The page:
While the ECIU report is specific to the UK, an earlier report by US’ Health Effects Institute stated that the pollution in India has the third highest exposure to PM 2.5.
The Energy and Climate Intelligence Unit (ECIU) has released a report recently. (Image: Reuters)
Work from home: Working from home this winter could cause air pollution to rise in London! The Energy and Climate Intelligence Unit (ECIU) has released a report recently which states that the level of air pollution in some parts of the United Kingdom could increase in the winter season due to the coronavirus-induced work from home setting. The report states that while working from home, people would use gas boilers for heating during the winter, which would cause nitrogen oxides emissions to increase, according to a report in IE. These new emissions would be about enough to negate the improvement made in two years due to traffic pollution measures.
Cause for increased pollution
As per the ECIU report, combustion of gas by boilers and cookers in buildings is one of the biggest reasons for air pollution in the local area. It cited the example of Greater London, where gas combustion forms 21% of the nitrogen oxides emissions. Due to the increased use of boilers and cookers, therefore, the report said that some towns and cities in the UK would see an increase in emissions of nitrogen oxides to the tune of around 12%.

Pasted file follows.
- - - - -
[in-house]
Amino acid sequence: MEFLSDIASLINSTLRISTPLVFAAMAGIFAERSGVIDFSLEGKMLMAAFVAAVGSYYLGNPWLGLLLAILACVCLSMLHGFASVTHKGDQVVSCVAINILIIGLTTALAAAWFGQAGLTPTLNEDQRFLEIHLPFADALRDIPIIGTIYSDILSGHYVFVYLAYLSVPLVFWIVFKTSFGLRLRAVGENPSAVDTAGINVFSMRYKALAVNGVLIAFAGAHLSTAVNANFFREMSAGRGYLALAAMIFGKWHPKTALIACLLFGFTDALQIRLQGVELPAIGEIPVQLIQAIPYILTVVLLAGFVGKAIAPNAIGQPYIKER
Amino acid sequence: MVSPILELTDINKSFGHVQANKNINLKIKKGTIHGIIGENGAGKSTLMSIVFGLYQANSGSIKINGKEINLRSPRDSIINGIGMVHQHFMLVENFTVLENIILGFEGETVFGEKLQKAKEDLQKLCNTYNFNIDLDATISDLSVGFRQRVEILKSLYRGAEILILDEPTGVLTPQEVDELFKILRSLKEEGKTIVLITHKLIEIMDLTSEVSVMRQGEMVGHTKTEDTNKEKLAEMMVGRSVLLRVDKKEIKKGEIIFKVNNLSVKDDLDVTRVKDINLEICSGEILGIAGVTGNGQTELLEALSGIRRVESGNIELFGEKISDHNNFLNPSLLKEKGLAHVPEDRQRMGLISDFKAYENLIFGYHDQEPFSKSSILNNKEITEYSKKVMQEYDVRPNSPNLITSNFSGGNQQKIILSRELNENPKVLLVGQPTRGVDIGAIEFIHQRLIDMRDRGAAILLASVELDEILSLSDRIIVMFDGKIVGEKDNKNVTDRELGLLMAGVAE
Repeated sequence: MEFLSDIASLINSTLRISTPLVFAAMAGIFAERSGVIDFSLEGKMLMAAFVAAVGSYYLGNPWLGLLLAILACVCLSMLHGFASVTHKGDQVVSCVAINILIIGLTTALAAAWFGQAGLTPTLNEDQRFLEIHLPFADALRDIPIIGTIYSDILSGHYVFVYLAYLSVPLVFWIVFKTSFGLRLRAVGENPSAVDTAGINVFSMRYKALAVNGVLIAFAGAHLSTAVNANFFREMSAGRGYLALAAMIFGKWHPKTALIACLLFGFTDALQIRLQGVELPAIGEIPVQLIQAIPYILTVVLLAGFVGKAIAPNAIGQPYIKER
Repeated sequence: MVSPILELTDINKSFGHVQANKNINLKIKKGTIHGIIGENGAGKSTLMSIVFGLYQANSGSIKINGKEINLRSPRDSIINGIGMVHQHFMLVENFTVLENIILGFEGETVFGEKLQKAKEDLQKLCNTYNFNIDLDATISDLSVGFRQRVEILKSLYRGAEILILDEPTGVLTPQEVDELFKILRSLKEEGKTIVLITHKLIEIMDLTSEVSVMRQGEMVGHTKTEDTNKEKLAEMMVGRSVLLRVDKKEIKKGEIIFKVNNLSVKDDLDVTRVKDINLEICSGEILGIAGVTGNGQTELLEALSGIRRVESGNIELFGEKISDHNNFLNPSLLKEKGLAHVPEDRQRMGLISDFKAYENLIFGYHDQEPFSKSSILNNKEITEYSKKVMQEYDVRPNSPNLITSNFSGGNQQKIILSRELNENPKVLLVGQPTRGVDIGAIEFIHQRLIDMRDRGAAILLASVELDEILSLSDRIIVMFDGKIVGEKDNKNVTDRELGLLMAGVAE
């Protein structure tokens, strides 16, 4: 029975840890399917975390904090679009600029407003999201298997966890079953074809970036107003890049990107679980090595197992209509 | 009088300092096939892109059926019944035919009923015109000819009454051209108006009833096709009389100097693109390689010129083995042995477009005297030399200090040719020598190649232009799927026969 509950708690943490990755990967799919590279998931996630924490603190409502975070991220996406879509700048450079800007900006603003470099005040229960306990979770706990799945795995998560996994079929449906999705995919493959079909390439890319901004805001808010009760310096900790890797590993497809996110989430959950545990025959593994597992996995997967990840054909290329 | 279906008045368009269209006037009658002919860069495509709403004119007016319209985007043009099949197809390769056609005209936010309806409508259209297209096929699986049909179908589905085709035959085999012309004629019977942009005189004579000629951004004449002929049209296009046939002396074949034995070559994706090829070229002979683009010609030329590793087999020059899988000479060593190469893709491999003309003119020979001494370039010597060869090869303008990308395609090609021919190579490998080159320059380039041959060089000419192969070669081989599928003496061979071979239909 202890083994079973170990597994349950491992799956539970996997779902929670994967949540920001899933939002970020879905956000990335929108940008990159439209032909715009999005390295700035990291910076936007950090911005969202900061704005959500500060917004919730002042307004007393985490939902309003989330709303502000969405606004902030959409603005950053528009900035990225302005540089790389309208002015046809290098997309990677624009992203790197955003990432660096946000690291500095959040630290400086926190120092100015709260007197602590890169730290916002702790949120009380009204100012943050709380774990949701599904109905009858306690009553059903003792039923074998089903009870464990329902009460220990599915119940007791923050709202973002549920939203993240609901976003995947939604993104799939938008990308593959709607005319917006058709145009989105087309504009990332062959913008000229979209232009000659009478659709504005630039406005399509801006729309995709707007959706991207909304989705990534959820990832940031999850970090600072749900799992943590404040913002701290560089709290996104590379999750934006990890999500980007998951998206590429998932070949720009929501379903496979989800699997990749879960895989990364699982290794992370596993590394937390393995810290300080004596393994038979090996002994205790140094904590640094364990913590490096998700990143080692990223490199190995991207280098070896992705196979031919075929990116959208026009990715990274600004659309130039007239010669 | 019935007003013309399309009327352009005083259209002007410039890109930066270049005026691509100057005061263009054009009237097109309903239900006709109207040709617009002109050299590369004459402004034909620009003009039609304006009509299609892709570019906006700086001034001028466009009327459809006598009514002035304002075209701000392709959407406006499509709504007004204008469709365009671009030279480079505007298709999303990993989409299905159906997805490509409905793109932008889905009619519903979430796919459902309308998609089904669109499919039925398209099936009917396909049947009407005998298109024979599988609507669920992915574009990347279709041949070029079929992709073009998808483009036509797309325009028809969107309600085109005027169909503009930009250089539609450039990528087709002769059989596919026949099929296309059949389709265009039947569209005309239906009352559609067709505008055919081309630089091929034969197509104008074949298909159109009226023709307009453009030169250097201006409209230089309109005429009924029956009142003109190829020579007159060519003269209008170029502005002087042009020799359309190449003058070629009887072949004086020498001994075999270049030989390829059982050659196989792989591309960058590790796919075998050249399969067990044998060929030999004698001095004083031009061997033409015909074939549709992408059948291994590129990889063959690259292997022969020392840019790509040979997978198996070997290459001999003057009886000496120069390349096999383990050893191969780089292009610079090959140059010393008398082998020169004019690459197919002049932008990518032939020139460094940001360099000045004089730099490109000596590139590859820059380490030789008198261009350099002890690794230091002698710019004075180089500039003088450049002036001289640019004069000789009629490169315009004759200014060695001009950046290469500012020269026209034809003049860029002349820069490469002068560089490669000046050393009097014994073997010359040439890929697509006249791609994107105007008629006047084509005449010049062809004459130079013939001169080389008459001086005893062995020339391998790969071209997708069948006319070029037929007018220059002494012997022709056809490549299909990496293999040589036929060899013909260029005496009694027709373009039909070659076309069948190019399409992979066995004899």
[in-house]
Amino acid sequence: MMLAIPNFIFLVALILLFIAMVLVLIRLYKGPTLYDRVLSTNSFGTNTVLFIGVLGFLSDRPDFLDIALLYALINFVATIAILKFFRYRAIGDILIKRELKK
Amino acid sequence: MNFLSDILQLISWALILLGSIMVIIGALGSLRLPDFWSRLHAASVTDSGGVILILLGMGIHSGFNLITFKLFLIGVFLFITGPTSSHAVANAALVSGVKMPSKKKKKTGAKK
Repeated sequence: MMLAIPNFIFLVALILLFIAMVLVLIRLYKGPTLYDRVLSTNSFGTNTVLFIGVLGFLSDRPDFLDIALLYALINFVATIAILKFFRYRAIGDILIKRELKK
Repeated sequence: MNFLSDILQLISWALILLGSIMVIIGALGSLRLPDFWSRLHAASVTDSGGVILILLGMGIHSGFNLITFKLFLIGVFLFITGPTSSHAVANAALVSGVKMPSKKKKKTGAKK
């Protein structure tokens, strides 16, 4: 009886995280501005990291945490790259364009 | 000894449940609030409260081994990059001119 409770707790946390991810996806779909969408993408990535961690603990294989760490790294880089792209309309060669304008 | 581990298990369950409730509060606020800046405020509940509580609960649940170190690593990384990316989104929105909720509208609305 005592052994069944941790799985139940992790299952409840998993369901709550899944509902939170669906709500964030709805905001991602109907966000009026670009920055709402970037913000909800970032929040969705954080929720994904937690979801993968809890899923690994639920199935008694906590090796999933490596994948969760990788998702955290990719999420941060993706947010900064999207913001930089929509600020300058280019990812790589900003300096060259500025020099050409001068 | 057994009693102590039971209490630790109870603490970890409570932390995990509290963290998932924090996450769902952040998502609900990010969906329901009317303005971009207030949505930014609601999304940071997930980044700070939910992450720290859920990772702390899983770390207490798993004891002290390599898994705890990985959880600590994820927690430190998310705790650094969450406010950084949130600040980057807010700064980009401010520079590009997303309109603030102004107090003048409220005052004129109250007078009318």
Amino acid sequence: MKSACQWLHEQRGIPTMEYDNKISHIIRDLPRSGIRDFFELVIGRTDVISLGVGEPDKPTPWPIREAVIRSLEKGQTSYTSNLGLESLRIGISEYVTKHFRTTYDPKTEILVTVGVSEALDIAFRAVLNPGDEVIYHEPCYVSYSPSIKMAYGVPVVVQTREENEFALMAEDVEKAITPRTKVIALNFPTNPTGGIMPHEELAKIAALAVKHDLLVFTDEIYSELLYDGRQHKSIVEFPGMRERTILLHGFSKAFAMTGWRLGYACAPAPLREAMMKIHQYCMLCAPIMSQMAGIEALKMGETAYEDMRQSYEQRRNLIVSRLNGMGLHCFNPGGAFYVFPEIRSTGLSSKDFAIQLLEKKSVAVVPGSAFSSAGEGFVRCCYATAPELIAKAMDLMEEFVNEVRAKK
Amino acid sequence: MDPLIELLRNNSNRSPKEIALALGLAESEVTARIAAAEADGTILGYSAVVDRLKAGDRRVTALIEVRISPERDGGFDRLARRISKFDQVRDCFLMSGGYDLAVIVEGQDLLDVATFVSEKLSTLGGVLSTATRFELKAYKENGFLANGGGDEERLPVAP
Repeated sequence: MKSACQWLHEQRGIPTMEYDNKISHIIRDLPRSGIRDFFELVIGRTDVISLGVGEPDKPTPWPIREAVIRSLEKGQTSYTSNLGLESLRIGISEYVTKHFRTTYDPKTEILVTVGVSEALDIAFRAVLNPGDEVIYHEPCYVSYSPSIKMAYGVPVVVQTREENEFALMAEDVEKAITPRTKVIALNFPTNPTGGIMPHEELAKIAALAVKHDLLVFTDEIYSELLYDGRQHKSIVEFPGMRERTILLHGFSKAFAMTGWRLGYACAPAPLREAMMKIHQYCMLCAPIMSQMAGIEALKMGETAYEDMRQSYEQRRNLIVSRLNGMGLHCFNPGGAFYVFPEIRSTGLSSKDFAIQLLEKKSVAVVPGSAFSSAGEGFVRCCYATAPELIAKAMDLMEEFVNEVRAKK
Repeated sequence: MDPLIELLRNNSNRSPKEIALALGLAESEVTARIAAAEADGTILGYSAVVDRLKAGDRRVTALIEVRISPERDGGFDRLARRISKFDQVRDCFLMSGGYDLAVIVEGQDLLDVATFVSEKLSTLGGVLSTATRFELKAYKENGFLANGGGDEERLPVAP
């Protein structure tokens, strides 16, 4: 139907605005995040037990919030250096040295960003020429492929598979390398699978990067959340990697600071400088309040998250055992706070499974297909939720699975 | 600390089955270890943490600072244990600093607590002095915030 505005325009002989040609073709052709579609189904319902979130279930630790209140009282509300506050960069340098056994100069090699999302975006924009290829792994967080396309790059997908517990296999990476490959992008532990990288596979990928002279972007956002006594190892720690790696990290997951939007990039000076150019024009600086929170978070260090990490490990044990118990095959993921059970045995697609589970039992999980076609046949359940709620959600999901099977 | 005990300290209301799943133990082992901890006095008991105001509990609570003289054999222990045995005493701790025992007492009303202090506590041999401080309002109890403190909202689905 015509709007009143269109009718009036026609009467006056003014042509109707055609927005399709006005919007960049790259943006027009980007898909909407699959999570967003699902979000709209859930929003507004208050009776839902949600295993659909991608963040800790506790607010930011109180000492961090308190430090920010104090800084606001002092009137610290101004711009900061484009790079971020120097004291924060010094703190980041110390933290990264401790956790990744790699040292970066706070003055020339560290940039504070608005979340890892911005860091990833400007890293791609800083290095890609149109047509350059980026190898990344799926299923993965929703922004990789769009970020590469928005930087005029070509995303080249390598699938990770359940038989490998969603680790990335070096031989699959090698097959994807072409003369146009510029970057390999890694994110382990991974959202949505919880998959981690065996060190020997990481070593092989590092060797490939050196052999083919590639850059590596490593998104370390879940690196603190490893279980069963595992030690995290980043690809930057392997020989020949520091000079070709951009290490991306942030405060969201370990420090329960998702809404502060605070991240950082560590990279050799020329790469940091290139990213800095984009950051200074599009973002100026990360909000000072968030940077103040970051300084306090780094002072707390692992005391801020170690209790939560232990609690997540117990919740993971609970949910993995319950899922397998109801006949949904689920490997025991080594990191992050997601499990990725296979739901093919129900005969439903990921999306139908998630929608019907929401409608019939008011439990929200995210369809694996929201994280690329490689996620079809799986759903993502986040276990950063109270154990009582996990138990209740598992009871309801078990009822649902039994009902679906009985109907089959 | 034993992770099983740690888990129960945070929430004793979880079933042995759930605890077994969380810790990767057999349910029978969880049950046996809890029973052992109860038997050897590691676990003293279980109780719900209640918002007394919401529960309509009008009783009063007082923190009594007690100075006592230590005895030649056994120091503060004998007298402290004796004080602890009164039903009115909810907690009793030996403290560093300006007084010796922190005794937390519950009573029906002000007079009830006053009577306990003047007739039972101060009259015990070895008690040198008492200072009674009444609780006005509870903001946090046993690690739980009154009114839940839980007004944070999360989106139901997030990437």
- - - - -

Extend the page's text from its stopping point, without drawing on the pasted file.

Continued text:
The ECIU analysis has also shown that in London itself, there could be a growth of about 56% in the nitrogen oxides emissions from boilers.
Air pollution: Similar trends for India
While the ECIU report is specific to the UK, an earlier report by US’ Health Effects Institute stated that the pollution in India has the third highest exposure to PM 2.5, according to an IE report. PM 2.5 is among the most harmful pollutants for the health of humans. These particles can enter the bloodstream or the lungs and cause several illnesses, including lung cancer, heart disease and stroke.
The report stated that the coronavirus lockdown in India caused a significant improvement in the air quality in many parts. An analysis on pollution in India by the World Bank showed that the pandemic brought significant relief, but the quality of air in the country has been improving since 2018. Compared to 2018, there were fewer days in 2019 when the daily national standard for PM 2.5 was breached.
However, the setting in of winter brings increased pollution in the northern part of the country.